Our full Lyrics search is coming soon! In the meantime, enjoy this selection of Lyric collections by decade.
A lyric is a set of verses and choruses that make up a complete song, It can also mean a set of words that make up a poem. A lyric usually uses a single speaker or performer who expresses their thoughts, emotions or other messaging. Lyrical poems on the other hand, which are often memorable for their rhythm, are also aesthetically pleasing to the ear and are easily put to music.
The word "lyric" derives originally rom the Greek word “lyre,” which is an instrument that was played while reading a poem. Lyrical poets histoirically demonstrated their specific moods and emotions through words designed to create a feeling. Such moods express a range of emotions including life, love, death, or other experiences of life.
Songs & Lyric Facts
You may not know these fun facts!
Runaway Train rises to the level of a great song for many reasons. Chief among them is that its poignant, well-crafted lyrics are open to multiple interpretations, sliding on a scale from the ridiculous to the sublime. Nevertheless, the words mean a lot of different things to many people.
Coupled with a mesmerizing rhythm guitar; a strong, if commonplace, back beat drum backing and the plaintive tone of its vocals, Runaway Train seems to have grow in stature and depth over its life. The Grammy Awards recognized it as the year’s best song at the 1994 awards, although the album it is featured on, Grave Dancers Union, was released in 1992. The single was officially released in ’93.
Runaway Train falls in the long tradition of the branch of folk rock that encompasses groups such as The Byrds; Tom Petty and the Heartbreakers’ lighter work; Bob Dylan’s John Wesley Harding; and even the Allman Brothers’ Can’t You See, which reaches altogether different heights due to Duane Allman’s guitar.
The opening verse poses to us a sad soul who has evidently let slip away a love, who he proceeds to contact at an hour where nothing good ever goes down. We know from the start, he is hurt, desperate:
Call you up in the middle of the night
Like a firefly without a light
You were there like a slow torch burning
I was a key that could use a little turning
He goes on to confess to the listener that he can’t keep promises, a long string of lost opportunities part of his make-up. Somehow, this chapter is worse, though; he tells us, This time I have really led myself astray. Indeed, as we will find out, this habit of bad behavior extends to his choices concerning his mode of travel.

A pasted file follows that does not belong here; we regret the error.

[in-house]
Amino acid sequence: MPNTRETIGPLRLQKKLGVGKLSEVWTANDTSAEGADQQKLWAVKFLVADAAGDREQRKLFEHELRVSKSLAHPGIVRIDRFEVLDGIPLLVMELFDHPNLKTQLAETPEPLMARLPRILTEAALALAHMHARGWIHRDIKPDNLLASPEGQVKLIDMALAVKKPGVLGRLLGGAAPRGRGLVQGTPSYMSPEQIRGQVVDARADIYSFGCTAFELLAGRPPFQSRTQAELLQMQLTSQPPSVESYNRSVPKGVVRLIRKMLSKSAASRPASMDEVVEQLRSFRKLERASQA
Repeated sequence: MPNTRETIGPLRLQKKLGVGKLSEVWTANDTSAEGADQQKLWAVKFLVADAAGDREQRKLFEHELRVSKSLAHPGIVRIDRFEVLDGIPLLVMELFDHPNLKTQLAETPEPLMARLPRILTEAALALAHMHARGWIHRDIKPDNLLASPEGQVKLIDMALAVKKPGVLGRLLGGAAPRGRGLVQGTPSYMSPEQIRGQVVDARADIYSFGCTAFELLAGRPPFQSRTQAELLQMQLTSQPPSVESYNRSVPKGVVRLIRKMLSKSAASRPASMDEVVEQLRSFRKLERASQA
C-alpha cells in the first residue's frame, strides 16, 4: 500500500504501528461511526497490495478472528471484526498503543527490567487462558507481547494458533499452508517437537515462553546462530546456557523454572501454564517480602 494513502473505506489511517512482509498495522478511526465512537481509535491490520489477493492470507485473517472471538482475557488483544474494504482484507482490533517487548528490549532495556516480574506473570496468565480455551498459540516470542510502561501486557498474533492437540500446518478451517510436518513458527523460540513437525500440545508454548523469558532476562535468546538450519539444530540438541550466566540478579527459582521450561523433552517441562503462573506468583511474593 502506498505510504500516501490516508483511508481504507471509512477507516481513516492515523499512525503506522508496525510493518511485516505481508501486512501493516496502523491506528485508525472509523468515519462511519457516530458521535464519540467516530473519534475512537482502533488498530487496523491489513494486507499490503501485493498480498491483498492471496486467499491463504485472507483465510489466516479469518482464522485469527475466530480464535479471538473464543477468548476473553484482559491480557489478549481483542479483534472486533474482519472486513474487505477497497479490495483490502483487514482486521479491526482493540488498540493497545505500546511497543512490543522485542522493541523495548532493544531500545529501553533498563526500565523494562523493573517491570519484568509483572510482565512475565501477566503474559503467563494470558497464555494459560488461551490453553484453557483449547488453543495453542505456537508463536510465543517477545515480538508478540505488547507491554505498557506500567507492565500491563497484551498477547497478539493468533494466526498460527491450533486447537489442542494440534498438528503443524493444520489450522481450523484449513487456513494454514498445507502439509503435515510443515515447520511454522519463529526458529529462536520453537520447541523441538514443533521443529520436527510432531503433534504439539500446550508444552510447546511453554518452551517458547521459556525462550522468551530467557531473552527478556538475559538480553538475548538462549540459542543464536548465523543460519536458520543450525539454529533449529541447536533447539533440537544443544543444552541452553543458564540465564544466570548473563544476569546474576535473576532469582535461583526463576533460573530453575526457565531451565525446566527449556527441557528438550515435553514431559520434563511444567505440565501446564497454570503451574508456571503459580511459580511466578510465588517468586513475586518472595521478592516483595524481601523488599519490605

Meanwhile, underneath, in a slow, insistent way, the song’s music builds dramatically, guitars tracked over one another to help punch out the chorus, which is in each succeeding version a variation of:
Runaway train never going back
Wrong way on a one way track
Seems like I should be getting somewhere
Somehow I’m neither here nor there
The confessor’s disclosures begin to grow in scope until we become aware of a full-blown depressive episode that drives him to seek distance. Power chords from the lead electric sound far away, mixed almost into oblivion, piling on the notion of helplessness. The plaintiveness in the voice turns into a soulful plea:
Can you help me remember how to smile
Make it somehow all seem worthwhile
As the song closes – well, as it slams shut – he draws himself as one who
Bought a ticket for a runaway train
Like a madman laughin’ at the rain
Little out of touch, little insane
Just easier than dealing with the pain
Some have interpreted the burnin’ in my veins of the final chorus to be a reference to heroin addiction. And, if you’ve had trouble with drugs or been through a heroin intervention, the round peg of the whole song can kinda-sorta-maybe be forced into that square hole of addiction. Others feel the song is about capital-D depression. But it just seems really sad, this unfolding of the story of a person who has sabotaged his entire life and, as the music cues us to understand, rides away on the runaway train he himself bought the ticket for, boarded, and now cannot get off of.